Friday, June 28, 2013

DAY SEVEN by Jack M. Bickham

TOR Hardcover Edition, 1988
Jack M. Bickham wrote several suspense novels for TOR, and its imprint Forge, over a ten year period between the mid- 1980s and 1990s.  The most commercially successful were his six novels featuring aging tennis player and part time spy Brad Smith.  While the Smith novels were the most popular, the other novels Mr Bickham wrote for TOR were also fine examples of the thriller, and very much worth seeking out.

The 1988 novel Day Seven is one of the better non Brad Smith novels published by TOR.  It seamlessly joins science fiction, suspense, and mystery into an entertaining yarn.  The year is 1994, and the United States and Soviet Union are in a race to Mars.  The goal is to reach Mars and find the source of a radio signal broadcasting from its surface.  The storyline is large, and it could have taken countless directions, but Mr Bickham chose to play small ball with it.  Instead of creating high level political and diplomatic hijinks he keeps the action close to the field, which allows the story to generate a much more personal and believable tension.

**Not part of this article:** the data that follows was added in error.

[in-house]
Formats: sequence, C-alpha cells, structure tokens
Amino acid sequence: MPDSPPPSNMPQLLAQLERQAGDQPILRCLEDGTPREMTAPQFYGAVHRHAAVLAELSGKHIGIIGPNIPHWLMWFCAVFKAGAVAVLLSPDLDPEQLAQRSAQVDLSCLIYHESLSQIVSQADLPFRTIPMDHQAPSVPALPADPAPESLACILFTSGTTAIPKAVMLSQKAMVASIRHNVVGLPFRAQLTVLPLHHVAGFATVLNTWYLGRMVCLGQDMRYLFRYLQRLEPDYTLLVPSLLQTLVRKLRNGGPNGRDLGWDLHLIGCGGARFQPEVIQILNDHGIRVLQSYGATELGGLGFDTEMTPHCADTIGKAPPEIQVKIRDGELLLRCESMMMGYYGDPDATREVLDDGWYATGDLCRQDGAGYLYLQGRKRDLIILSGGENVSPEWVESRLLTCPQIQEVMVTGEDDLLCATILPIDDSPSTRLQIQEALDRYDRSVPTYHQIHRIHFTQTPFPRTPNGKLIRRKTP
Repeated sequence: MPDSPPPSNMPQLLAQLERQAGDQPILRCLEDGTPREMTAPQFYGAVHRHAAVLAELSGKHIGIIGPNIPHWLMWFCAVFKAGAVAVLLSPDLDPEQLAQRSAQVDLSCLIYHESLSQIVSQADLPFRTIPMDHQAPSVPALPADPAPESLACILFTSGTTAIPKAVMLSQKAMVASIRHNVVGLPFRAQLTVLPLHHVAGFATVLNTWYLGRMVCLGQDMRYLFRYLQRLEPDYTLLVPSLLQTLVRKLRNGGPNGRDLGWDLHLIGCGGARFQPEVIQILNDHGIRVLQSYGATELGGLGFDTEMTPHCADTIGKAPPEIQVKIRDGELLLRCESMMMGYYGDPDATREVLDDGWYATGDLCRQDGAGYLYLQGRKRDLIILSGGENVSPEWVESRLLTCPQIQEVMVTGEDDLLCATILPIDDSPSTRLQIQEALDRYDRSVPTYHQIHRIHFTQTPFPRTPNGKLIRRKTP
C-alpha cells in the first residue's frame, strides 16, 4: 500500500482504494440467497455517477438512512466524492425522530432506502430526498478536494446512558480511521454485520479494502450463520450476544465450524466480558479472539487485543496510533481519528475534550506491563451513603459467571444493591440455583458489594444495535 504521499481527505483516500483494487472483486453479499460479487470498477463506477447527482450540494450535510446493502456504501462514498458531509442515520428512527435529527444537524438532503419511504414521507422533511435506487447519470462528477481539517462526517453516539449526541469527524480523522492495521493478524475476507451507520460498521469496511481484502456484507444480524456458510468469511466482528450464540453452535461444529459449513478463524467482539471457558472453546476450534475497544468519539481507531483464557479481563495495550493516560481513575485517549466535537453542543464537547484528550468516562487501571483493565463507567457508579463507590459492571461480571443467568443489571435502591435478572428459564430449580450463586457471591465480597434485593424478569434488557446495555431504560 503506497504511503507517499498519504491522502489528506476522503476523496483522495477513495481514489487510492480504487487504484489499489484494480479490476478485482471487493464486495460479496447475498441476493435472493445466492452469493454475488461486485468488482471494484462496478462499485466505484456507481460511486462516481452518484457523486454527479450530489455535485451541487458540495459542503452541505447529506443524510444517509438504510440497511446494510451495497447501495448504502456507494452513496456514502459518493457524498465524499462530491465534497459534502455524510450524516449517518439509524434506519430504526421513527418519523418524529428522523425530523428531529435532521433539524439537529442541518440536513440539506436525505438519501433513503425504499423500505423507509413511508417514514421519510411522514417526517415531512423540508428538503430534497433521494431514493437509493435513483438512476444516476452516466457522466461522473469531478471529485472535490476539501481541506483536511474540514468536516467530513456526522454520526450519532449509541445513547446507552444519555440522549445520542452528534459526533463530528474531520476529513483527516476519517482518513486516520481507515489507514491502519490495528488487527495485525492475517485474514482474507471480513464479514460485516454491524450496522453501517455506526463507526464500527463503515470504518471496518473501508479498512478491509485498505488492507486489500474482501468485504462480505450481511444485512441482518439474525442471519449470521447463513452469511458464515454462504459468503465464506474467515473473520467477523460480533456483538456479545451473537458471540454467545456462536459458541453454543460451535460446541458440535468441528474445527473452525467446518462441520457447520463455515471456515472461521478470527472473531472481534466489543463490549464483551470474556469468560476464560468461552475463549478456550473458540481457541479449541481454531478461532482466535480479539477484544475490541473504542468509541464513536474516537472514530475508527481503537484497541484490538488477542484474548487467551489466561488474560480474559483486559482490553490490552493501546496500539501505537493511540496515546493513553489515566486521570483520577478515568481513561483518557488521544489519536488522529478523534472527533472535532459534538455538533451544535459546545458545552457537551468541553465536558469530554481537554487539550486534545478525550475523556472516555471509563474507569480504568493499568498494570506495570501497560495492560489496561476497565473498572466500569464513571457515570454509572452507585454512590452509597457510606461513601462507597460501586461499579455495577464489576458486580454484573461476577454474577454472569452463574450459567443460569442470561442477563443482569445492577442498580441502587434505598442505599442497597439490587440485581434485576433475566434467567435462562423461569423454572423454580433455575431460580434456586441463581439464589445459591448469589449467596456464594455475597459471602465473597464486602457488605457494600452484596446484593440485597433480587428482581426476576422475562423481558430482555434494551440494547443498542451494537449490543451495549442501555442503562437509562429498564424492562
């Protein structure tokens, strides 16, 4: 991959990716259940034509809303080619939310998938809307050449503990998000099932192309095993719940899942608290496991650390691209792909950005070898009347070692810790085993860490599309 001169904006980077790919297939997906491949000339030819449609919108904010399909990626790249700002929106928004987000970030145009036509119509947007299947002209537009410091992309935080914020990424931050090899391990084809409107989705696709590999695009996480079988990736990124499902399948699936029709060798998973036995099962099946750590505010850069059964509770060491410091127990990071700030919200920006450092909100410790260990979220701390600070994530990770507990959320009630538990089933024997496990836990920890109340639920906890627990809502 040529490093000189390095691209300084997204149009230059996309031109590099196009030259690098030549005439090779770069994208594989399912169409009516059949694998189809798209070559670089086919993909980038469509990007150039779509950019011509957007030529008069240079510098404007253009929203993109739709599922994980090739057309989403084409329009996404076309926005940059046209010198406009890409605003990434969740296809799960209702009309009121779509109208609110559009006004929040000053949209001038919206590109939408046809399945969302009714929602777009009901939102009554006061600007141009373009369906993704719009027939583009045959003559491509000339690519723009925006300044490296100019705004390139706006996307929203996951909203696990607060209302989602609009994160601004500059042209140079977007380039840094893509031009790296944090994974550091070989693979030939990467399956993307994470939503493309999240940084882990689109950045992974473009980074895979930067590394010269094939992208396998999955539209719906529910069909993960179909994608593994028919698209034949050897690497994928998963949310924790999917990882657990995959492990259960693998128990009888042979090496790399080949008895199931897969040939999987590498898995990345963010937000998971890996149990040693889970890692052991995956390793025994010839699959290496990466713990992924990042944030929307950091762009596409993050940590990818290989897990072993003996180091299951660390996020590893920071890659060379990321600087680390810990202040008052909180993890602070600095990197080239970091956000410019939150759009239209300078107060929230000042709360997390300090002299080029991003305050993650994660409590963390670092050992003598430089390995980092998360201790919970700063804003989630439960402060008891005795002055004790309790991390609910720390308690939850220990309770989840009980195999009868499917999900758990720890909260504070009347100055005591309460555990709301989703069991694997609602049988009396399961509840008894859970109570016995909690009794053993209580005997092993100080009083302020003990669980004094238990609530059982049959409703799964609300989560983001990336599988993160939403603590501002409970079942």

The majority of the action is in Houston, Texas, with several scenes set in space, and even a few in Dallas.  The protagonist is a successful psychologist who discovers the U. S. mission has been sabotaged, and the story plays out as a clock race, first attempting to convince NASA something is wrong and then doing the hard work of solving the case himself.  It is as much a mystery as anything, but the plot is very much dependent on the technological aspect of the space mission.